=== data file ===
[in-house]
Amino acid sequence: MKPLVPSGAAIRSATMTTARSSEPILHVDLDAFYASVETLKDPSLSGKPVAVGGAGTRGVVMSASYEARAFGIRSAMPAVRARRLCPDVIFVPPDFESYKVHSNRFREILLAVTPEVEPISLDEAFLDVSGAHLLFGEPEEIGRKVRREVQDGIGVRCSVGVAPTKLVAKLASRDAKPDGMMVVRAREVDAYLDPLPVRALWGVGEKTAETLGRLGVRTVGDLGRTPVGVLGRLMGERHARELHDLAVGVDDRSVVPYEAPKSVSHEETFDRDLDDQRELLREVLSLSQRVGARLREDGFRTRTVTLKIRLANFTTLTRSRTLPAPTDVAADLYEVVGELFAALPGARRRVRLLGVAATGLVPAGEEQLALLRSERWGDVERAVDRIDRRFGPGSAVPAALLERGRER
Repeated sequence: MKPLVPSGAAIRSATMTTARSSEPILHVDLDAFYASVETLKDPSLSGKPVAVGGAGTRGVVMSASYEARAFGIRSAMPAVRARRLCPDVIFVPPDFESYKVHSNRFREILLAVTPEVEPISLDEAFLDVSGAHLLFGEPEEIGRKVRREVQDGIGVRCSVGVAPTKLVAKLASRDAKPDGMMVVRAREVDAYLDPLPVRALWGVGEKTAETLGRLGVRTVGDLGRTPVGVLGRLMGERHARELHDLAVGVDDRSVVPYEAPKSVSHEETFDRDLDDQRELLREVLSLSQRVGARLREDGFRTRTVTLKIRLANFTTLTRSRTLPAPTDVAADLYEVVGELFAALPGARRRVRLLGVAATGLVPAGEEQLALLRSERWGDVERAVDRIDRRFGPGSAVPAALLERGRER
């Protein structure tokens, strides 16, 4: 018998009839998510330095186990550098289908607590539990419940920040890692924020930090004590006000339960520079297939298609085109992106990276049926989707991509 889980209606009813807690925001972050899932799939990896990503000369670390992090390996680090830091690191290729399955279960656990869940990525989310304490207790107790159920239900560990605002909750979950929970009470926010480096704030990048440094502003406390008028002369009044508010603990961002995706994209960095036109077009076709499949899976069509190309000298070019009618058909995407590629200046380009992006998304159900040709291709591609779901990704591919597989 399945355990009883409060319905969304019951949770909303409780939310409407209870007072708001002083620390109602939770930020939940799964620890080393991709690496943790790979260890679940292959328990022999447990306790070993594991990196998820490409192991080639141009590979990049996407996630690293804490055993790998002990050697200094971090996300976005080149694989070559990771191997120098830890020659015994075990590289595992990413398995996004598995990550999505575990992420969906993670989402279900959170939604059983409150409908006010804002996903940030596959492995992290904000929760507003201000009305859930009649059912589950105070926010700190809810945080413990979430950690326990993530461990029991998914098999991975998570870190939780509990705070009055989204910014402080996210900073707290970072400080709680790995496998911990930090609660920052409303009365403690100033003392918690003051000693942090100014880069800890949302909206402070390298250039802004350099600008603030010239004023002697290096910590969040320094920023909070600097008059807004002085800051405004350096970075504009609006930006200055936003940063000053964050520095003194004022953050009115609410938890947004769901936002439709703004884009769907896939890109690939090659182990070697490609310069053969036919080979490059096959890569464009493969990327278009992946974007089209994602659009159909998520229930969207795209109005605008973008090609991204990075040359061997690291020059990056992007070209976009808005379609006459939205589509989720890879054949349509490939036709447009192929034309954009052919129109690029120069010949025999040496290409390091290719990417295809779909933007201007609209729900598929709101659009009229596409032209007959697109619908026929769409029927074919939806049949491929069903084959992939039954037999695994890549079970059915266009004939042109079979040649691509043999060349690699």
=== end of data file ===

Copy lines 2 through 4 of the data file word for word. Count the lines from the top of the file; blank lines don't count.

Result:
Amino acid sequence: MKPLVPSGAAIRSATMTTARSSEPILHVDLDAFYASVETLKDPSLSGKPVAVGGAGTRGVVMSASYEARAFGIRSAMPAVRARRLCPDVIFVPPDFESYKVHSNRFREILLAVTPEVEPISLDEAFLDVSGAHLLFGEPEEIGRKVRREVQDGIGVRCSVGVAPTKLVAKLASRDAKPDGMMVVRAREVDAYLDPLPVRALWGVGEKTAETLGRLGVRTVGDLGRTPVGVLGRLMGERHARELHDLAVGVDDRSVVPYEAPKSVSHEETFDRDLDDQRELLREVLSLSQRVGARLREDGFRTRTVTLKIRLANFTTLTRSRTLPAPTDVAADLYEVVGELFAALPGARRRVRLLGVAATGLVPAGEEQLALLRSERWGDVERAVDRIDRRFGPGSAVPAALLERGRER
Repeated sequence: MKPLVPSGAAIRSATMTTARSSEPILHVDLDAFYASVETLKDPSLSGKPVAVGGAGTRGVVMSASYEARAFGIRSAMPAVRARRLCPDVIFVPPDFESYKVHSNRFREILLAVTPEVEPISLDEAFLDVSGAHLLFGEPEEIGRKVRREVQDGIGVRCSVGVAPTKLVAKLASRDAKPDGMMVVRAREVDAYLDPLPVRALWGVGEKTAETLGRLGVRTVGDLGRTPVGVLGRLMGERHARELHDLAVGVDDRSVVPYEAPKSVSHEETFDRDLDDQRELLREVLSLSQRVGARLREDGFRTRTVTLKIRLANFTTLTRSRTLPAPTDVAADLYEVVGELFAALPGARRRVRLLGVAATGLVPAGEEQLALLRSERWGDVERAVDRIDRRFGPGSAVPAALLERGRER
């Protein structure tokens, strides 16, 4: 018998009839998510330095186990550098289908607590539990419940920040890692924020930090004590006000339960520079297939298609085109992106990276049926989707991509 889980209606009813807690925001972050899932799939990896990503000369670390992090390996680090830091690191290729399955279960656990869940990525989310304490207790107790159920239900560990605002909750979950929970009470926010480096704030990048440094502003406390008028002369009044508010603990961002995706994209960095036109077009076709499949899976069509190309000298070019009618058909995407590629200046380009992006998304159900040709291709591609779901990704591919597989 399945355990009883409060319905969304019951949770909303409780939310409407209870007072708001002083620390109602939770930020939940799964620890080393991709690496943790790979260890679940292959328990022999447990306790070993594991990196998820490409192991080639141009590979990049996407996630690293804490055993790998002990050697200094971090996300976005080149694989070559990771191997120098830890020659015994075990590289595992990413398995996004598995990550999505575990992420969906993670989402279900959170939604059983409150409908006010804002996903940030596959492995992290904000929760507003201000009305859930009649059912589950105070926010700190809810945080413990979430950690326990993530461990029991998914098999991975998570870190939780509990705070009055989204910014402080996210900073707290970072400080709680790995496998911990930090609660920052409303009365403690100033003392918690003051000693942090100014880069800890949302909206402070390298250039802004350099600008603030010239004023002697290096910590969040320094920023909070600097008059807004002085800051405004350096970075504009609006930006200055936003940063000053964050520095003194004022953050009115609410938890947004769901936002439709703004884009769907896939890109690939090659182990070697490609310069053969036919080979490059096959890569464009493969990327278009992946974007089209994602659009159909998520229930969207795209109005605008973008090609991204990075040359061997690291020059990056992007070209976009808005379609006459939205589509989720890879054949349509490939036709447009192929034309954009052919129109690029120069010949025999040496290409390091290719990417295809779909933007201007609209729900598929709101659009009229596409032209007959697109619908026929769409029927074919939806049949491929069903084959992939039954037999695994890549079970059915266009004939042109079979040649691509043999060349690699």